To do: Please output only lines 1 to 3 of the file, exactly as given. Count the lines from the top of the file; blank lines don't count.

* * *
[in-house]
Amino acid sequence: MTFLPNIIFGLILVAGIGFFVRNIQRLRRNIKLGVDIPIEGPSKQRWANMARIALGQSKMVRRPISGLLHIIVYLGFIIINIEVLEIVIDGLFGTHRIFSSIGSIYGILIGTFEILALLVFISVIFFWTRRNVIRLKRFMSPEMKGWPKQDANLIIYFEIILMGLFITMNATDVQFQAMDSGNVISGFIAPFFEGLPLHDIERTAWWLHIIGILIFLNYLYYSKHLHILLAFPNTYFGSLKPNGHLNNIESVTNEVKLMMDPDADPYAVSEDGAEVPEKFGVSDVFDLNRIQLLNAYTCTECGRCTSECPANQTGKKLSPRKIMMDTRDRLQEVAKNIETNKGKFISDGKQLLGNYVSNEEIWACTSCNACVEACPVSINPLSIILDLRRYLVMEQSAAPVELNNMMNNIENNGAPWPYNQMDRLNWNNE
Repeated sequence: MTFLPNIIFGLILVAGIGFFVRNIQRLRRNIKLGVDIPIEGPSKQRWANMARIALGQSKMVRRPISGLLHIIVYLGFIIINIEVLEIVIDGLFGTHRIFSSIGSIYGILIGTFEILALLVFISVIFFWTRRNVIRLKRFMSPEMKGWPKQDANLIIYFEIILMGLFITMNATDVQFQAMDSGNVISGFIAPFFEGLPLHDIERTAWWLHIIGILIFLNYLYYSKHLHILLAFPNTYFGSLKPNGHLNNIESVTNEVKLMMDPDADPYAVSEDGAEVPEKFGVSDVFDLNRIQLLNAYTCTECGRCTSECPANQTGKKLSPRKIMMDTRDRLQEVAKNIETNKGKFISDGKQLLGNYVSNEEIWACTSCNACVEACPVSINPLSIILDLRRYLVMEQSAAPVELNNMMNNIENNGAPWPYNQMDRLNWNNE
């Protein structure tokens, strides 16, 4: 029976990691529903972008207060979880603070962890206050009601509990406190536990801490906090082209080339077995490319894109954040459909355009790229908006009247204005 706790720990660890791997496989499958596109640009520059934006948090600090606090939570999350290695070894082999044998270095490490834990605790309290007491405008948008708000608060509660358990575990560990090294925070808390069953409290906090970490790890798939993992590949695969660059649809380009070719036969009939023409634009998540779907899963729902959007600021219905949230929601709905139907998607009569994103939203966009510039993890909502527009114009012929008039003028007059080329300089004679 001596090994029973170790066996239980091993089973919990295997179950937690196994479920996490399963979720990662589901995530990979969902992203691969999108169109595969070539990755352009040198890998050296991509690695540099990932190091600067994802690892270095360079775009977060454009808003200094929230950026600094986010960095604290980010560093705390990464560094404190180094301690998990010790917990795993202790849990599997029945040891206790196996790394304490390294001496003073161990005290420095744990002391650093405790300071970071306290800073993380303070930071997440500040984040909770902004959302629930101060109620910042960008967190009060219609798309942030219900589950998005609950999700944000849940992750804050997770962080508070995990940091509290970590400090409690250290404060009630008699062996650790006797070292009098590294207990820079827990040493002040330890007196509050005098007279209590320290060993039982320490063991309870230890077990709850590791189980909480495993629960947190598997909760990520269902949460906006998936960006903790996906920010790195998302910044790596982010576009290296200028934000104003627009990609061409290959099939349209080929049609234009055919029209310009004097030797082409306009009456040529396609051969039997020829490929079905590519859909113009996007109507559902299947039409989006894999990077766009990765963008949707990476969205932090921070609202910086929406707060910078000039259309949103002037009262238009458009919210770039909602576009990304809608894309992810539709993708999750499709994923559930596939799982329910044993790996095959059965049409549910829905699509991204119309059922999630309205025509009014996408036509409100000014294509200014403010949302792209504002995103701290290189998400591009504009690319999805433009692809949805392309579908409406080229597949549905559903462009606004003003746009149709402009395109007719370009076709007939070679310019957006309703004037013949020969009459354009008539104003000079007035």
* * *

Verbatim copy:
[in-house]
Amino acid sequence: MTFLPNIIFGLILVAGIGFFVRNIQRLRRNIKLGVDIPIEGPSKQRWANMARIALGQSKMVRRPISGLLHIIVYLGFIIINIEVLEIVIDGLFGTHRIFSSIGSIYGILIGTFEILALLVFISVIFFWTRRNVIRLKRFMSPEMKGWPKQDANLIIYFEIILMGLFITMNATDVQFQAMDSGNVISGFIAPFFEGLPLHDIERTAWWLHIIGILIFLNYLYYSKHLHILLAFPNTYFGSLKPNGHLNNIESVTNEVKLMMDPDADPYAVSEDGAEVPEKFGVSDVFDLNRIQLLNAYTCTECGRCTSECPANQTGKKLSPRKIMMDTRDRLQEVAKNIETNKGKFISDGKQLLGNYVSNEEIWACTSCNACVEACPVSINPLSIILDLRRYLVMEQSAAPVELNNMMNNIENNGAPWPYNQMDRLNWNNE
Repeated sequence: MTFLPNIIFGLILVAGIGFFVRNIQRLRRNIKLGVDIPIEGPSKQRWANMARIALGQSKMVRRPISGLLHIIVYLGFIIINIEVLEIVIDGLFGTHRIFSSIGSIYGILIGTFEILALLVFISVIFFWTRRNVIRLKRFMSPEMKGWPKQDANLIIYFEIILMGLFITMNATDVQFQAMDSGNVISGFIAPFFEGLPLHDIERTAWWLHIIGILIFLNYLYYSKHLHILLAFPNTYFGSLKPNGHLNNIESVTNEVKLMMDPDADPYAVSEDGAEVPEKFGVSDVFDLNRIQLLNAYTCTECGRCTSECPANQTGKKLSPRKIMMDTRDRLQEVAKNIETNKGKFISDGKQLLGNYVSNEEIWACTSCNACVEACPVSINPLSIILDLRRYLVMEQSAAPVELNNMMNNIENNGAPWPYNQMDRLNWNNE